13. Nyal D (The Norway Kid)
    August 17, 2010

    Hills can be challenging, especially the downhill part, but they can be done. On uphills remember to allow the heels to touch, don't run up top. On downhills bend your legs as low as they go, take natural short steps, and let the gravity take you. Land flat as you can.

  14. Nyal D (The Norway Kid)
    August 17, 2010

    Rain is fun and a great way to shake up your normal routine while training. Make rain days run days and seek out worms to talk to.

  15. Nyal D (The Norway Kid)
    August 17, 2010

    Find some friends online or IRL and talk about your experiences with them. Listen to their experiences too. The people are the best part of BFR. Also LPJ is the best one to have.

  16. Nyal D (The Norway Kid)
    August 17, 2010

    Find a good source of medical advice, preferably a doctor that will help you ascertain what is an injury and what isn't. He will be your new buddy but will eventually stop coming to your parties.

  17. Nyal D (The Norway Kid)
    August 17, 2010

    Oddly enough, taking your shoes off will make you the most obsessed you have ever been over shoes. Have fun finding the best option for you. I like socks or maybe oqua socks.

  18. Nyal D (The Norway Kid)
    August 17, 2010

    Take pictures of your feet before you start your BF transition. You are going to be very curious as to what has changed later. I wish I did this.

  19. Nyal D (The Norway Kid)
    August 17, 2010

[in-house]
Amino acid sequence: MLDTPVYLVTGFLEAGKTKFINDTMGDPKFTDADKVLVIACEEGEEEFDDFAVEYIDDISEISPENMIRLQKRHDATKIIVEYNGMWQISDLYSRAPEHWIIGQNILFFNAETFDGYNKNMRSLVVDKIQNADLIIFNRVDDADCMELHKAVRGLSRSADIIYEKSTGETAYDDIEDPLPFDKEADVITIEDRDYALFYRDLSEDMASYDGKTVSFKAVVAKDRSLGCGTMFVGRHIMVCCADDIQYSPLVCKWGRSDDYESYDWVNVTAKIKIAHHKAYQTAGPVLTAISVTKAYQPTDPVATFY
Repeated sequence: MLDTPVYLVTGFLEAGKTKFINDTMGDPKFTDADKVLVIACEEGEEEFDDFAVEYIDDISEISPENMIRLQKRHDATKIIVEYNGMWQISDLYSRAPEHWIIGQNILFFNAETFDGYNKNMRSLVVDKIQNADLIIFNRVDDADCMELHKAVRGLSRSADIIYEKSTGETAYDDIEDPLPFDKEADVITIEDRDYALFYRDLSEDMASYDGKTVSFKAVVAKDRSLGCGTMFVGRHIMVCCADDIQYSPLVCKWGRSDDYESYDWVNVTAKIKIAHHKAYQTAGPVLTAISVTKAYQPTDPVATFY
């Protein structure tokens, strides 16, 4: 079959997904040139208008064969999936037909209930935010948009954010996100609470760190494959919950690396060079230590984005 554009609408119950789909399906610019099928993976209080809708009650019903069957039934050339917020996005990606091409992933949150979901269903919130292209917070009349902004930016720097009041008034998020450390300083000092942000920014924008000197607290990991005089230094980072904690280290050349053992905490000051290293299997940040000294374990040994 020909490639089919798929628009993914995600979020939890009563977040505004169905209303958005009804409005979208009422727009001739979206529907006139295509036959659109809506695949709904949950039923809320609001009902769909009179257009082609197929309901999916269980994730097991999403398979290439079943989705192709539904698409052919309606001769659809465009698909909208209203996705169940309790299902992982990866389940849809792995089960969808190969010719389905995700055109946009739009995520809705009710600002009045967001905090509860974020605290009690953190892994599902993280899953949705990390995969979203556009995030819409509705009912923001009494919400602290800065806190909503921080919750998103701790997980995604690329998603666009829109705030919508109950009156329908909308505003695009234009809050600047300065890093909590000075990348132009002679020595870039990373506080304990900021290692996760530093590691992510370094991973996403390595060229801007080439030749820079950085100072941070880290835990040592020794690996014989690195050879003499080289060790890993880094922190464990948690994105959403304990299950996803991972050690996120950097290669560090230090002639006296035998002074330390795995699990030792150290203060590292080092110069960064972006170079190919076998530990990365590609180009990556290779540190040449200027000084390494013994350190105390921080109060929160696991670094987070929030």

Don't show other people your feet, especially at parties, trust me you are the only one who cares. But remember to show yourelf often and giggle a little.

  20. Nyal D (The Norway Kid)
    August 17, 2010

    Do NOT, do NOT, do NOT compare yourself to shod runners or other BF runners. You are an experiment of ONE and their experiences are not relevant to your own. Challenge only yourself.

  21. Nyal D (The Norway Kid)
    August 17, 2010

    Wash your feet after every run. This will enable you to see if any damage occured on the trip out, will let you massage them if they are sore, and it feels nice at any rate. I have a shower head on a hose.

  22. Nyal D (The Norway Kid)
    August 17, 2010

    Gravel is gravel. There is no real good way over it. Remember to swear often and out loud. Be creative with your words.

  23. Nyal D (The Norway Kid)
    August 17, 2010

    Oddly enough, since you are running BF your feet will be MORE sensitive at other times. I went camping with some friends and found I was having a harder time going BF than they were, but this was from the running. None of them could hike BF, only me.

  24. PatriciaStamps
    August 17, 2010

    Remember what it felt like to run when you were a child. Take your shoes off and HAVE FUN!

  25. Nyal D (The Norway Kid)
    August 17, 2010

    Every BF runner has a weakness. Mine is asphalt. Your own weakness will be the best place to fine tune your form. But be careful, it is also the surface you will most likely injure yourself on.

  26. Nyal D (The Norway Kid)
    August 17, 2010

    Put shoes on if you need to, it is OK. Sometimes conditions are too hostile for your personal skills. This does not mean it is impossible to run BF, but it is impossible THIS time.

  27. Nyal D (The Norway Kid)
    August 17, 2010

    Compose a run down list of basic steps of proper form to go through when things aren't clicking on a run. For example, ask 1. how is my cadence. if that doesn't work, ask 2. am I allowing the feet to flip up on their own without using the hams. etc.

  28. Nyal D (The Norway Kid)
    August 17, 2010

    Remember that running is instinctive as well as a skill. Listen to both angels on your shoulders. If it feels wrong, it is wrong. If you wonder if you are forgetting something important, you are.

  29. Nyal D (The Norway Kid)
    August 17, 2010